Stone Pigs

undeniable underlying truths

Situational Myopia

Posted By on February 8, 2009

Populism works. Demagoguery works. Speciousness works. These things work so well, they should probably be listed as Stone Pigs. Whenever a politician wants to get something done in the face of any type of substantive resistance, they invoke the above tools in the court of public opinion.

While I would like to take issue with politicians (and defense lawyers) for stooping to such low levels to bolster weak arguments, I freely admit that they are pursuing the path of least resistance to meet their objectives. If these tools didn’t bring about success so often, I’m fairly certain that other avenues would be pursued.

The problem is that they do work. They work because most people suffer from what I’ll call situational myopia. Situational myopia is an inability to see past your immediate reality to the bigger picture around you. Like a chess player who can’t see more than one move ahead, this puts people at a distinct disadvantage. For most people this is a natural result of having to make choices in life and not being able to take the necessary time to stay abreast of everything going on outside of their immediate lives and family. People do what they have to do to survive, and they work with the tools that God gave them.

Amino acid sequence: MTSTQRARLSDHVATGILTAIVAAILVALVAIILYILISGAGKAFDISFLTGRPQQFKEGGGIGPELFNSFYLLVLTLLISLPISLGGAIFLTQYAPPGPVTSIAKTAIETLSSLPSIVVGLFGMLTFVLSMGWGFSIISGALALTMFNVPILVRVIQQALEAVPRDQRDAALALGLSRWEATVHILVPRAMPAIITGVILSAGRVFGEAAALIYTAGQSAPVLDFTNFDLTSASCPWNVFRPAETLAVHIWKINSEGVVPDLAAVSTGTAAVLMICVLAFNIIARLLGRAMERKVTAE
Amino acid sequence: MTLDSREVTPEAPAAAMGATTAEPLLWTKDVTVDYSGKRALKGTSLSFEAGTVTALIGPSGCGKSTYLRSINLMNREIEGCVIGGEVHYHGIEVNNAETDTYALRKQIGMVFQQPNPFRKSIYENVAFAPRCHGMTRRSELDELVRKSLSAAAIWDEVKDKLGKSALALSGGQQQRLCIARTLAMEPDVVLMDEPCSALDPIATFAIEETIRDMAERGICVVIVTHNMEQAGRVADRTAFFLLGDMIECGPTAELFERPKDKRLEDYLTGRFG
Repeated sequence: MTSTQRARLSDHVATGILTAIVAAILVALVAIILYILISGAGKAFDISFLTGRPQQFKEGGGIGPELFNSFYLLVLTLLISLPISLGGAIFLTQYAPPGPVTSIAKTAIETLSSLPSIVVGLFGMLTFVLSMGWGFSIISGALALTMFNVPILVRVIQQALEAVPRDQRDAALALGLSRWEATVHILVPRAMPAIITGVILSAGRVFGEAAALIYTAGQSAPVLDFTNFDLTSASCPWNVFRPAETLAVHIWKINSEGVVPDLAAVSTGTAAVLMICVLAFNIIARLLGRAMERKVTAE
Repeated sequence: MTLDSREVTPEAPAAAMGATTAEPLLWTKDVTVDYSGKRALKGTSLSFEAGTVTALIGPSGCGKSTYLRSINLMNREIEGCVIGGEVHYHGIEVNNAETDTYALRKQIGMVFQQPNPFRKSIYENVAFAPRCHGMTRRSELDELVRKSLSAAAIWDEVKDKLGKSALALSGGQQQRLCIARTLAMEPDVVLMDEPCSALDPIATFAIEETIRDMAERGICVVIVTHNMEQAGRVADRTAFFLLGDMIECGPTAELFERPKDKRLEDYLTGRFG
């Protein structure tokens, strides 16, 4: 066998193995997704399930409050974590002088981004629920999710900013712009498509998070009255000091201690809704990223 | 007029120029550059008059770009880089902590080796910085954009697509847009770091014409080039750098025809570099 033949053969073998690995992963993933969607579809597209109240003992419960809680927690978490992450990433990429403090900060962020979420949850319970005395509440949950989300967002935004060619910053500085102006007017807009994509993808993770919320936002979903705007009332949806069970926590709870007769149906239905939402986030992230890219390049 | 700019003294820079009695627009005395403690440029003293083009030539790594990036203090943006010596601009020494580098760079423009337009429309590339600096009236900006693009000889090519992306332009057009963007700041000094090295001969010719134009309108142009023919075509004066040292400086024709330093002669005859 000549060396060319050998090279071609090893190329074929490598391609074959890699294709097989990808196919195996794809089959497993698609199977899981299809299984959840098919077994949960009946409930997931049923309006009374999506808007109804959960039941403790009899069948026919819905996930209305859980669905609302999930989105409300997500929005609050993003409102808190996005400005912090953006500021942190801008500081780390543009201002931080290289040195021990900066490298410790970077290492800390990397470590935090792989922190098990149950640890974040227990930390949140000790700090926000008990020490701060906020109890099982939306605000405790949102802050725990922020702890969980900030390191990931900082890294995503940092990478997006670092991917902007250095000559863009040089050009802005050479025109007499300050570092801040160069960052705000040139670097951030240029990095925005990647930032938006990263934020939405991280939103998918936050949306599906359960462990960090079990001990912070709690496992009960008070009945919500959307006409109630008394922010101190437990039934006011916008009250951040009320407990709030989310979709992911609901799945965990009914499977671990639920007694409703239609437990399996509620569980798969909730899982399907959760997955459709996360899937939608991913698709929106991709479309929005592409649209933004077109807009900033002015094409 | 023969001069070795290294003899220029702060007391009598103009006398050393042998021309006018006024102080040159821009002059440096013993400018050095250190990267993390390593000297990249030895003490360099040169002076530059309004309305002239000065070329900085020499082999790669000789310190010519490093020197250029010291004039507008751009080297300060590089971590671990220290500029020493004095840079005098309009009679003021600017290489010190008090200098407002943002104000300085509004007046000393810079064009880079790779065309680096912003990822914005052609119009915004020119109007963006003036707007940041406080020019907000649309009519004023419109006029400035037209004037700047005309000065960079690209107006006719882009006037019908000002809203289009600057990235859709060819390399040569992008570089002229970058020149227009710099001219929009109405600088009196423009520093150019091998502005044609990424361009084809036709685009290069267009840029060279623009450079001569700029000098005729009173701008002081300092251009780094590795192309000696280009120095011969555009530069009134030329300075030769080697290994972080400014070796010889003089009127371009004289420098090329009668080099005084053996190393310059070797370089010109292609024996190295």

Consequently, it’s easy for politicians to point fingers at corporate CEO’s mode of transportation and foment class hatred. For example, a big deal was made about the private jets used by auto industry execs when they flew to Washington, at the behest of Congress, to testify about the state of their businesses. As a result, when they returned two weeks later, they chose to drive, or be driven. The public was thrilled. But how many people saw through the circus and noticed that the GM CEO drove himself to the Capitol in a Chevy Volt? This was not the vehicle that he drove from Detroit to Washington. No, this vehicle was flown in by jet … and I’m sure it didn’t make the trip in row 10 of a Northwest Airlines Boeing 737 on a coach fare.

Situational myopia allowed the politicians to score points with their constituents, but achieved nothing of substance. It was surely less expensive for the corporations in terms of cost and loss of executive productivity on their first trip by private jet. But in the name of fiscal responsibility, the second trip likely cost these companies much more. Doesn’t it give you a warm feeling to know that this is the impact we can expect as more bureaucrats get involved in the operation of our major auto companies?

For the astute observer there are daily examples of people “failing to see the forest for the trees” and being drawn into irrational positions due to their situational myopia.


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